French feminine form of CAROLUS.
Dutch feminine form of CAROLUS.
German feminine form of CAROLUS.
CAROLINAfItalian, Spanish, Portuguese, English, Swedish
Latinate feminine form of CAROLUS. This is the name of two American states: North and South Carolina. They were named for Charles I, king of England.
CARONf & mWelsh
Derived from Welsh caru meaning "to love".
CARREENfEnglish (Rare)
Used by Margaret Mitchell in her novel 'Gone with the Wind' (1936), where it is a combination of CAROLINE and IRENE.
Diminutive of CAROLINE.
Diminutive of CAROLINE.
CARSONm & fScottish, English
From a Scottish surname of uncertain meaning. A famous bearer of the surname was the American scout Kit Carson (1809-1868).
CARYm & fEnglish
Variant of CAREY.
Derived from Welsh caru meaning "love". This is a relatively modern Welsh name, in common use only since the middle of the 20th century.
CASEYm & fEnglish, Irish
From an Irish surname, an Anglicized form of Ó Cathasaigh meaning "descendant of CATHASACH". This name can be given in honour of Casey Jones (1863-1900), a train engineer who sacrificed his life to save his passengers. In his case, Casey was a nickname acquired because he was raised in the town of Cayce, Kentucky.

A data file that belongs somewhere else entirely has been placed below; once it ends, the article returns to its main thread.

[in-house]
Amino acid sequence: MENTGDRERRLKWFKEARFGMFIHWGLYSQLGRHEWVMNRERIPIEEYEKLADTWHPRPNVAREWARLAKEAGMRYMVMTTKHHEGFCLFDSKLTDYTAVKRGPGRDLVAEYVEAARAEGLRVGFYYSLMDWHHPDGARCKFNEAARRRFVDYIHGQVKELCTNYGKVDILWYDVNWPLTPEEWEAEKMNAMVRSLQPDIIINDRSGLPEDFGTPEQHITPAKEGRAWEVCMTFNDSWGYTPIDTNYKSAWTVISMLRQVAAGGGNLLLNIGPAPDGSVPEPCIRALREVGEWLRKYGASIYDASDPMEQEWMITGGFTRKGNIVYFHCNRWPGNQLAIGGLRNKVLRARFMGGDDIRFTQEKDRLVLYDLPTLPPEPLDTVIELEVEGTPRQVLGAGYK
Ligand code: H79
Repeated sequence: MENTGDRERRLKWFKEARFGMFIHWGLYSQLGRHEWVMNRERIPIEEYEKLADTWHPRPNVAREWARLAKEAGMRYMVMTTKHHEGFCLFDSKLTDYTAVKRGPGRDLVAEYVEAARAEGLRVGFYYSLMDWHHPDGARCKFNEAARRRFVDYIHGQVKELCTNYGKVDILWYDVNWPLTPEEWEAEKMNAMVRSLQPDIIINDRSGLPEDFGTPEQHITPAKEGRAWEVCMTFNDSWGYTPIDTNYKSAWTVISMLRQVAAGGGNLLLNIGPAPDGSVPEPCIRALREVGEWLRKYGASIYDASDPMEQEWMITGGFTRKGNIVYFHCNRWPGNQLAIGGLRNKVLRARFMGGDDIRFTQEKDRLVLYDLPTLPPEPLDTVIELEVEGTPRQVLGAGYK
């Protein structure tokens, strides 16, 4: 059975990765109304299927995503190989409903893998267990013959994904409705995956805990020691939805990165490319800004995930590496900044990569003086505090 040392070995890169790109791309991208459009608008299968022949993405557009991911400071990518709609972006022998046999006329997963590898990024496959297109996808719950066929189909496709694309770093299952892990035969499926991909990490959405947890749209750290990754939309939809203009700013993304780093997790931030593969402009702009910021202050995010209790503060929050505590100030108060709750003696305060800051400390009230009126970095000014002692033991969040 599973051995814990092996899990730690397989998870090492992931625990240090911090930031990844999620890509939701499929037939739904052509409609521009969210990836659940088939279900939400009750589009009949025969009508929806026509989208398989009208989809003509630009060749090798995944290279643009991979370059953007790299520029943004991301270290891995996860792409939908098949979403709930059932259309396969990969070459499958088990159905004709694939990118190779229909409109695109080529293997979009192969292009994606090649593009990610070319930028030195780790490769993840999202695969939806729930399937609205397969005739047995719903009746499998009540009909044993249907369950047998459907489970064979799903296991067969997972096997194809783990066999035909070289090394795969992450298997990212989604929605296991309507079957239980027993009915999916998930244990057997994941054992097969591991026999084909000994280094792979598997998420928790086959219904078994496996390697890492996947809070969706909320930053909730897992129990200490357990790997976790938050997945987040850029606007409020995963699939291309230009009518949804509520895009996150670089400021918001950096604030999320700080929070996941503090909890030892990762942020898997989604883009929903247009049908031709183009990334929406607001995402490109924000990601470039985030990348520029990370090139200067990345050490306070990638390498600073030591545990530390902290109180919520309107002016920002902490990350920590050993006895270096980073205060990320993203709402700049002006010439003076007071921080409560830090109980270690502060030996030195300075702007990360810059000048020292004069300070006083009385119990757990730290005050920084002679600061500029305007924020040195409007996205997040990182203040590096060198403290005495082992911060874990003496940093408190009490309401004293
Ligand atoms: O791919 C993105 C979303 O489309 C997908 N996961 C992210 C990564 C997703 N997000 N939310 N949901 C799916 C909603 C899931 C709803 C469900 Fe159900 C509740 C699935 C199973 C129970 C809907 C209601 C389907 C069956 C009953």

CASSf & mEnglish
Short form of CASSANDRA, CASSIDY, and other names beginning with Cass.
CASSANDRAfEnglish, Spanish, Portuguese, Italian, French, German, Greek Mythology (Latinized)
From the Greek name Κασσανδρα (Kassandra), derived from possibly κεκασμαι (kekasmai) "to excel, to shine" and ανηρ (aner) "man" (genitive ανδρος). In Greek myth Cassandra was a Trojan princess, the daughter of Priam and Hecuba. She was given the gift of prophecy by Apollo, but when she spurned his advances he cursed her so nobody would believe her prophecies.... [more]
CASSARAHfEnglish (Rare)
Recently created name intended to mean "what will be, will be". It is from the title of the 1956 song 'Que Sera, Sera', which was taken from the Italian phrase che sarà sarà. The phrase que sera, sera is not grammatically correct in any Romance language.